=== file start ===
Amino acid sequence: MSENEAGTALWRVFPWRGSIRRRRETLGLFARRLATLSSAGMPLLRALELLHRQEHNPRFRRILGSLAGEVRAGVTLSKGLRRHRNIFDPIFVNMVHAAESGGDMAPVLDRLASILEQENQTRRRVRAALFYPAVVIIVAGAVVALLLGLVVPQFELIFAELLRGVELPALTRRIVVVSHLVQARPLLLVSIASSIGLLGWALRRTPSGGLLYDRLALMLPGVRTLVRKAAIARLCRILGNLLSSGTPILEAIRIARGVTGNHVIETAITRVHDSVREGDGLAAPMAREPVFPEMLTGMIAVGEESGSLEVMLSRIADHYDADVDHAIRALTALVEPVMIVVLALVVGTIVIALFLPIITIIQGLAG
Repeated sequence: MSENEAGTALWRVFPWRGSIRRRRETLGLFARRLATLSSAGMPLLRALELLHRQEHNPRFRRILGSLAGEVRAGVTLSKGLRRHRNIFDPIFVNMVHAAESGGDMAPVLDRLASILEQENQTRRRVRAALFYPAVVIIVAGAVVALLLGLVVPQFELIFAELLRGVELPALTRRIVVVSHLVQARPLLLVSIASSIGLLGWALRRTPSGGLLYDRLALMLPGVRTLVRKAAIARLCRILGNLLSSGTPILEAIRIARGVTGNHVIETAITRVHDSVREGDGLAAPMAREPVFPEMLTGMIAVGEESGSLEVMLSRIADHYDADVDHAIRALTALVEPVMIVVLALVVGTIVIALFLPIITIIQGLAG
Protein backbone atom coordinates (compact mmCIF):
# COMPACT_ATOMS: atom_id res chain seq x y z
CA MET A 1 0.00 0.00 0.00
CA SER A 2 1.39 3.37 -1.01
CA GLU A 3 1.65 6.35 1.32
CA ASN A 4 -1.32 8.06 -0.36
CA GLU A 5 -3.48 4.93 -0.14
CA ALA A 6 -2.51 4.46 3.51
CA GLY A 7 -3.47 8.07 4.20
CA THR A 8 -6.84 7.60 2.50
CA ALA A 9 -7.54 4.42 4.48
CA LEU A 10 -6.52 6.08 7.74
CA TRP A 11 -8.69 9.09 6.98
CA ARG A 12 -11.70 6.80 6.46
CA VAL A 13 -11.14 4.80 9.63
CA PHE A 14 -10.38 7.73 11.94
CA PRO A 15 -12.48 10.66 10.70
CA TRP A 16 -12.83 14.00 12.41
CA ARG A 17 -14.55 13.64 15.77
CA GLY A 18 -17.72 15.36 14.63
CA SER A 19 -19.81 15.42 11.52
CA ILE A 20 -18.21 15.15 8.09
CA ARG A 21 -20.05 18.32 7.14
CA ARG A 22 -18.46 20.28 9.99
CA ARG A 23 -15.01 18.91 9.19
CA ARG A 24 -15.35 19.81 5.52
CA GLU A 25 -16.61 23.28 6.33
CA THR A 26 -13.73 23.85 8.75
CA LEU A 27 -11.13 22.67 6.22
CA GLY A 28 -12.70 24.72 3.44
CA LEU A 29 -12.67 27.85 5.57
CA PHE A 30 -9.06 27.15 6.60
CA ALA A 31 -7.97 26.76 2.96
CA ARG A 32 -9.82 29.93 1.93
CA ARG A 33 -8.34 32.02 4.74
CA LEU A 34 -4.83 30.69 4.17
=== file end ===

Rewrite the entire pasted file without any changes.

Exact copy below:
Amino acid sequence: MSENEAGTALWRVFPWRGSIRRRRETLGLFARRLATLSSAGMPLLRALELLHRQEHNPRFRRILGSLAGEVRAGVTLSKGLRRHRNIFDPIFVNMVHAAESGGDMAPVLDRLASILEQENQTRRRVRAALFYPAVVIIVAGAVVALLLGLVVPQFELIFAELLRGVELPALTRRIVVVSHLVQARPLLLVSIASSIGLLGWALRRTPSGGLLYDRLALMLPGVRTLVRKAAIARLCRILGNLLSSGTPILEAIRIARGVTGNHVIETAITRVHDSVREGDGLAAPMAREPVFPEMLTGMIAVGEESGSLEVMLSRIADHYDADVDHAIRALTALVEPVMIVVLALVVGTIVIALFLPIITIIQGLAG
Repeated sequence: MSENEAGTALWRVFPWRGSIRRRRETLGLFARRLATLSSAGMPLLRALELLHRQEHNPRFRRILGSLAGEVRAGVTLSKGLRRHRNIFDPIFVNMVHAAESGGDMAPVLDRLASILEQENQTRRRVRAALFYPAVVIIVAGAVVALLLGLVVPQFELIFAELLRGVELPALTRRIVVVSHLVQARPLLLVSIASSIGLLGWALRRTPSGGLLYDRLALMLPGVRTLVRKAAIARLCRILGNLLSSGTPILEAIRIARGVTGNHVIETAITRVHDSVREGDGLAAPMAREPVFPEMLTGMIAVGEESGSLEVMLSRIADHYDADVDHAIRALTALVEPVMIVVLALVVGTIVIALFLPIITIIQGLAG
Protein backbone atom coordinates (compact mmCIF):
# COMPACT_ATOMS: atom_id res chain seq x y z
CA MET A 1 0.00 0.00 0.00
CA SER A 2 1.39 3.37 -1.01
CA GLU A 3 1.65 6.35 1.32
CA ASN A 4 -1.32 8.06 -0.36
CA GLU A 5 -3.48 4.93 -0.14
CA ALA A 6 -2.51 4.46 3.51
CA GLY A 7 -3.47 8.07 4.20
CA THR A 8 -6.84 7.60 2.50
CA ALA A 9 -7.54 4.42 4.48
CA LEU A 10 -6.52 6.08 7.74
CA TRP A 11 -8.69 9.09 6.98
CA ARG A 12 -11.70 6.80 6.46
CA VAL A 13 -11.14 4.80 9.63
CA PHE A 14 -10.38 7.73 11.94
CA PRO A 15 -12.48 10.66 10.70
CA TRP A 16 -12.83 14.00 12.41
CA ARG A 17 -14.55 13.64 15.77
CA GLY A 18 -17.72 15.36 14.63
CA SER A 19 -19.81 15.42 11.52
CA ILE A 20 -18.21 15.15 8.09
CA ARG A 21 -20.05 18.32 7.14
CA ARG A 22 -18.46 20.28 9.99
CA ARG A 23 -15.01 18.91 9.19
CA ARG A 24 -15.35 19.81 5.52
CA GLU A 25 -16.61 23.28 6.33
CA THR A 26 -13.73 23.85 8.75
CA LEU A 27 -11.13 22.67 6.22
CA GLY A 28 -12.70 24.72 3.44
CA LEU A 29 -12.67 27.85 5.57
CA PHE A 30 -9.06 27.15 6.60
CA ALA A 31 -7.97 26.76 2.96
CA ARG A 32 -9.82 29.93 1.93
CA ARG A 33 -8.34 32.02 4.74
CA LEU A 34 -4.83 30.69 4.17